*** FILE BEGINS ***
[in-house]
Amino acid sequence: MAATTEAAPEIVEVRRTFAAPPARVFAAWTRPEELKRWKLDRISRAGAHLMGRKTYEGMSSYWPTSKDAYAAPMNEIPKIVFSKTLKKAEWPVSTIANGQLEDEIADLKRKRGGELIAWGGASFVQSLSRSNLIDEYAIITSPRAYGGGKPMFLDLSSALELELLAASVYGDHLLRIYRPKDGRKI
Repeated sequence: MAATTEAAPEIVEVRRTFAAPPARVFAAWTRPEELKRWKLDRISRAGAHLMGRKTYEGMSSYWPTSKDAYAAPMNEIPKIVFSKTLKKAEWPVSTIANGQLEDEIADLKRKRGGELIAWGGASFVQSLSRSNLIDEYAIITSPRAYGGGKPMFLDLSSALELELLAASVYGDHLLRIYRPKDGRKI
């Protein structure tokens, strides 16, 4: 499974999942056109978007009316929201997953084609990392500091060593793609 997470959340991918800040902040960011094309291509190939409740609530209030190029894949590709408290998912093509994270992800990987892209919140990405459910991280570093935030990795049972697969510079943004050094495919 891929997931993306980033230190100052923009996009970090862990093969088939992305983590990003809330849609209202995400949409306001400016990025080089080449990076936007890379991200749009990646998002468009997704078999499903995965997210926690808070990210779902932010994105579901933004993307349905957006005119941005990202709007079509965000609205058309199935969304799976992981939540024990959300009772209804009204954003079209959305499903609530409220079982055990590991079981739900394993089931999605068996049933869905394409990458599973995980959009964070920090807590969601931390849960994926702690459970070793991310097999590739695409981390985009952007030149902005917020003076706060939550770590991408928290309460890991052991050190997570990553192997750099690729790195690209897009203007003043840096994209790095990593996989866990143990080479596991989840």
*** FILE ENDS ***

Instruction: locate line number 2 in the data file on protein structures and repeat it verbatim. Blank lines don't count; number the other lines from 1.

Amino acid sequence: MAATTEAAPEIVEVRRTFAAPPARVFAAWTRPEELKRWKLDRISRAGAHLMGRKTYEGMSSYWPTSKDAYAAPMNEIPKIVFSKTLKKAEWPVSTIANGQLEDEIADLKRKRGGELIAWGGASFVQSLSRSNLIDEYAIITSPRAYGGGKPMFLDLSSALELELLAASVYGDHLLRIYRPKDGRKI